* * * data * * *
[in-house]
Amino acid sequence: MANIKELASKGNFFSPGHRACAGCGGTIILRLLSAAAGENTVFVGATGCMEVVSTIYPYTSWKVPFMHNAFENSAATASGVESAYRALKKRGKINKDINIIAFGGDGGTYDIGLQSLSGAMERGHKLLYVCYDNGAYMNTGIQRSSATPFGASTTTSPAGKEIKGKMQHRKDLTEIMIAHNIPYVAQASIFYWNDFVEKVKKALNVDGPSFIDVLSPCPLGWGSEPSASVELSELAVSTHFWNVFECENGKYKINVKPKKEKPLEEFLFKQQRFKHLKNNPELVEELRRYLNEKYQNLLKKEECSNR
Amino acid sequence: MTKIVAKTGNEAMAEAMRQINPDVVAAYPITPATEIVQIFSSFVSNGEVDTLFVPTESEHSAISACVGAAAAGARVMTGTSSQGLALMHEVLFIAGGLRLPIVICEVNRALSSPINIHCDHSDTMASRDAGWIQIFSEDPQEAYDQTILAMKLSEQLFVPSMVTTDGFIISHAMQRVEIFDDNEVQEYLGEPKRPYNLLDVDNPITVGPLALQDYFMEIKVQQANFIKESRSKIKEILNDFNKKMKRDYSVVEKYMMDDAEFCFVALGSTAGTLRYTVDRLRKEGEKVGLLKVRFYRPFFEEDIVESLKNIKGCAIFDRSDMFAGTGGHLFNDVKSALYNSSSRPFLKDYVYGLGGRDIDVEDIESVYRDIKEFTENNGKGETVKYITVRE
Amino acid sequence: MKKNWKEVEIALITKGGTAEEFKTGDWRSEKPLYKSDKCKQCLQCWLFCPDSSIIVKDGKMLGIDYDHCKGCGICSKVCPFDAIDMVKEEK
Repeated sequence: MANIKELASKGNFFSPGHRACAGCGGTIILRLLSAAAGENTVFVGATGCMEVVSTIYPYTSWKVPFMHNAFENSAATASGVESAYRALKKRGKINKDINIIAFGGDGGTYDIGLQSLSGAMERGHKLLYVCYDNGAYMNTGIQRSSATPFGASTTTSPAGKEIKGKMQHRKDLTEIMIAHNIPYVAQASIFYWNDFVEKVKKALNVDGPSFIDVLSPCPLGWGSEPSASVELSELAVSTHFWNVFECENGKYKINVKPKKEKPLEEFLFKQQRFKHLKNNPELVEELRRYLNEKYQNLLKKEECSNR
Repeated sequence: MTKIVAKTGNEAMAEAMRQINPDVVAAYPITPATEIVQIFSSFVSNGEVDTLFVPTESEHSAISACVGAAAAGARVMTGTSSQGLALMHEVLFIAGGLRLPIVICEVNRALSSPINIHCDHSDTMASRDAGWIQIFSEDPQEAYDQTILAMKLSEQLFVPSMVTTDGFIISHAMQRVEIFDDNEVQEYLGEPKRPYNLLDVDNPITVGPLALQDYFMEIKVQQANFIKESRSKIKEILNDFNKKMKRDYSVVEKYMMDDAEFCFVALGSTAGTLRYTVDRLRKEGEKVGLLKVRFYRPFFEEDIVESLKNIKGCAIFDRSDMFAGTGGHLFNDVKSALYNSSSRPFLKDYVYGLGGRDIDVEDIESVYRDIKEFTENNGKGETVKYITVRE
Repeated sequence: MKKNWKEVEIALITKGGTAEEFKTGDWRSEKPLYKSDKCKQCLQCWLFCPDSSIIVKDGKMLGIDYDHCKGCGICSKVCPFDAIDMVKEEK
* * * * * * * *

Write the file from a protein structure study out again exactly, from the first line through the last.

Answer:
[in-house]
Amino acid sequence: MANIKELASKGNFFSPGHRACAGCGGTIILRLLSAAAGENTVFVGATGCMEVVSTIYPYTSWKVPFMHNAFENSAATASGVESAYRALKKRGKINKDINIIAFGGDGGTYDIGLQSLSGAMERGHKLLYVCYDNGAYMNTGIQRSSATPFGASTTTSPAGKEIKGKMQHRKDLTEIMIAHNIPYVAQASIFYWNDFVEKVKKALNVDGPSFIDVLSPCPLGWGSEPSASVELSELAVSTHFWNVFECENGKYKINVKPKKEKPLEEFLFKQQRFKHLKNNPELVEELRRYLNEKYQNLLKKEECSNR
Amino acid sequence: MTKIVAKTGNEAMAEAMRQINPDVVAAYPITPATEIVQIFSSFVSNGEVDTLFVPTESEHSAISACVGAAAAGARVMTGTSSQGLALMHEVLFIAGGLRLPIVICEVNRALSSPINIHCDHSDTMASRDAGWIQIFSEDPQEAYDQTILAMKLSEQLFVPSMVTTDGFIISHAMQRVEIFDDNEVQEYLGEPKRPYNLLDVDNPITVGPLALQDYFMEIKVQQANFIKESRSKIKEILNDFNKKMKRDYSVVEKYMMDDAEFCFVALGSTAGTLRYTVDRLRKEGEKVGLLKVRFYRPFFEEDIVESLKNIKGCAIFDRSDMFAGTGGHLFNDVKSALYNSSSRPFLKDYVYGLGGRDIDVEDIESVYRDIKEFTENNGKGETVKYITVRE
Amino acid sequence: MKKNWKEVEIALITKGGTAEEFKTGDWRSEKPLYKSDKCKQCLQCWLFCPDSSIIVKDGKMLGIDYDHCKGCGICSKVCPFDAIDMVKEEK
Repeated sequence: MANIKELASKGNFFSPGHRACAGCGGTIILRLLSAAAGENTVFVGATGCMEVVSTIYPYTSWKVPFMHNAFENSAATASGVESAYRALKKRGKINKDINIIAFGGDGGTYDIGLQSLSGAMERGHKLLYVCYDNGAYMNTGIQRSSATPFGASTTTSPAGKEIKGKMQHRKDLTEIMIAHNIPYVAQASIFYWNDFVEKVKKALNVDGPSFIDVLSPCPLGWGSEPSASVELSELAVSTHFWNVFECENGKYKINVKPKKEKPLEEFLFKQQRFKHLKNNPELVEELRRYLNEKYQNLLKKEECSNR
Repeated sequence: MTKIVAKTGNEAMAEAMRQINPDVVAAYPITPATEIVQIFSSFVSNGEVDTLFVPTESEHSAISACVGAAAAGARVMTGTSSQGLALMHEVLFIAGGLRLPIVICEVNRALSSPINIHCDHSDTMASRDAGWIQIFSEDPQEAYDQTILAMKLSEQLFVPSMVTTDGFIISHAMQRVEIFDDNEVQEYLGEPKRPYNLLDVDNPITVGPLALQDYFMEIKVQQANFIKESRSKIKEILNDFNKKMKRDYSVVEKYMMDDAEFCFVALGSTAGTLRYTVDRLRKEGEKVGLLKVRFYRPFFEEDIVESLKNIKGCAIFDRSDMFAGTGGHLFNDVKSALYNSSSRPFLKDYVYGLGGRDIDVEDIESVYRDIKEFTENNGKGETVKYITVRE
Repeated sequence: MKKNWKEVEIALITKGGTAEEFKTGDWRSEKPLYKSDKCKQCLQCWLFCPDSSIIVKDGKMLGIDYDHCKGCGICSKVCPFDAIDMVKEEK